Growing up with family ties to Haiti, Elizabeth Louis has learned a lot about the nation's resiliency and perseverance.
But the stories and experiences of struggle over adversity on the Caribbean island are more than childhood lessons. Today, she is pursuing her Ph.D. in counseling psychology with a focus on disaster psychology. Her intention is to work in Haiti in the field of disaster mental health, or with other mental health professionals in the country. Originally from Miami, Louis received her undergraduate degree from Georgetown University and her master's from Boston College.
Today, working with associate professor Alan Stewart in the Department of Counseling and Human Development Services in the University of Georgia College of Education, Louis is learning about the way people react to the weather — for example, hurricanes or tornadoes — which will give her more insight into helping people after a disaster.
As a first-year doctoral student, Louis is helping Stewart with his research while she teaches undergraduate classes and selects her dissertation topic. Louis' current project investigates how the perceptions of survivors are influenced by race and gender. Stewart researches the psychological effects of weather and climate for diverse groups.
"I'm Haitian-American, and our island has been plagued with disasters of some sort," Louis said. "It's inspirational to learn how people cope with natural disasters."
Louis was also honored recently with the Mary Frances Early Scholarship, an award given to a graduate student by the Graduate and Professional Scholars organization (GAPS) in the UGA Graduate School. The award was presented following the annual Mary Frances Early Lecture, given this year by Michael Thurmond, the superintendent of the DeKalb County School district. Early is the first African-American graduate of the University of Georgia; she holds a degree in music education.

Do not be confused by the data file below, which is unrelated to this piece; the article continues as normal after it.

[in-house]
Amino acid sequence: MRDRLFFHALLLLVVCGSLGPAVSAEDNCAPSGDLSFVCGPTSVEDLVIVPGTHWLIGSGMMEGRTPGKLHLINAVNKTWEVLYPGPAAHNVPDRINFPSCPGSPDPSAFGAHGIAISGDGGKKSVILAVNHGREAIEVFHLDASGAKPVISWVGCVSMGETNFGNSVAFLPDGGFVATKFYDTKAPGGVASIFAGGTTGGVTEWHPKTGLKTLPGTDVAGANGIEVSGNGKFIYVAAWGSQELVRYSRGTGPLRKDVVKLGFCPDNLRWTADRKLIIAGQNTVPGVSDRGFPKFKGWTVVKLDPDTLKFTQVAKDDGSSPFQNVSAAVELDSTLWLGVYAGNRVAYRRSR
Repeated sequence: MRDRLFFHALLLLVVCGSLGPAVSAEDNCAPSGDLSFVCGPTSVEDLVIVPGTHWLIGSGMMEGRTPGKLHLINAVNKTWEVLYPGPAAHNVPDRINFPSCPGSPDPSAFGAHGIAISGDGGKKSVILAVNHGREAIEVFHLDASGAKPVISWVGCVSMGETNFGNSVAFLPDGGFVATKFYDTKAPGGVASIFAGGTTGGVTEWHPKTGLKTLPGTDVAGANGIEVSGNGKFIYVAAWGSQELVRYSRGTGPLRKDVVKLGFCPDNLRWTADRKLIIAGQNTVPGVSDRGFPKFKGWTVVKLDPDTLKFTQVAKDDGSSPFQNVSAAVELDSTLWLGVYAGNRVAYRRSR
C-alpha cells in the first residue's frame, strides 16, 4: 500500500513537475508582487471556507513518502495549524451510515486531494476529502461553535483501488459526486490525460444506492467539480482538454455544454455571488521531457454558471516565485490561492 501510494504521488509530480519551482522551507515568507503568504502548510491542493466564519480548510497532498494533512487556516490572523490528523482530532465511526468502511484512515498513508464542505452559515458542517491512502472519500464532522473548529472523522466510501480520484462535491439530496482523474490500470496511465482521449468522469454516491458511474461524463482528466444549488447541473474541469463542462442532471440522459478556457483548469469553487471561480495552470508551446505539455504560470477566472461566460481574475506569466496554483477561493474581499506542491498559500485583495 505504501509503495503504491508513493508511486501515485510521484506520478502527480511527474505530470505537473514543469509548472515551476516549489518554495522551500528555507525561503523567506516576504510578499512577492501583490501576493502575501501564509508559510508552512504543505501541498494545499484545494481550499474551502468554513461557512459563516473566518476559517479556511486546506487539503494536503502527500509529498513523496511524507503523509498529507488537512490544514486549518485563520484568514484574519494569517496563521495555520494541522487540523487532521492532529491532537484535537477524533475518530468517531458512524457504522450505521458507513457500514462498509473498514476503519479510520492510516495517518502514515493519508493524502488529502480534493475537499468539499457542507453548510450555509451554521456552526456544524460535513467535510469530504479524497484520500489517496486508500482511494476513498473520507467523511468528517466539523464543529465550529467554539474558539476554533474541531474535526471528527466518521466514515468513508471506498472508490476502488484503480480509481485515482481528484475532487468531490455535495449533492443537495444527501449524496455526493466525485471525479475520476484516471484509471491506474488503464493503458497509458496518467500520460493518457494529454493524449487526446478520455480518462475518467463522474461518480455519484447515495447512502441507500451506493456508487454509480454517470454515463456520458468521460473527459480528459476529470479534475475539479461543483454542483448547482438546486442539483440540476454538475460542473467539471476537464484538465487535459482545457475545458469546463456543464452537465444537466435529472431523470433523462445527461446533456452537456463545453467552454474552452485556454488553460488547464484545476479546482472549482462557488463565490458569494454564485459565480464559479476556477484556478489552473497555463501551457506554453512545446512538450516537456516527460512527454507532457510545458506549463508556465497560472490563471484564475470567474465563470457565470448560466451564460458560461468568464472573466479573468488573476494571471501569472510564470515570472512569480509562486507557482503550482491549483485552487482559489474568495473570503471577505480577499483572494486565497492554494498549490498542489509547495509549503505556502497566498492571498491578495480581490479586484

Louis said she became aware of the scholarship as co-chair of the Community Service and Outreach committee for GAPS and decided to apply. Winning, she said, is a huge honor.
The Mary Frances Early Scholarship is one more way Louis can further her research in the field, and takes her one step closer to fulfilling her dream of working in Haiti.
"I think resiliency is within our culture," she said of Haiti. "Being the first Black nation in the Western hemisphere to gain independence, we've always had that spirit of resiliency to overcome the mountains of life."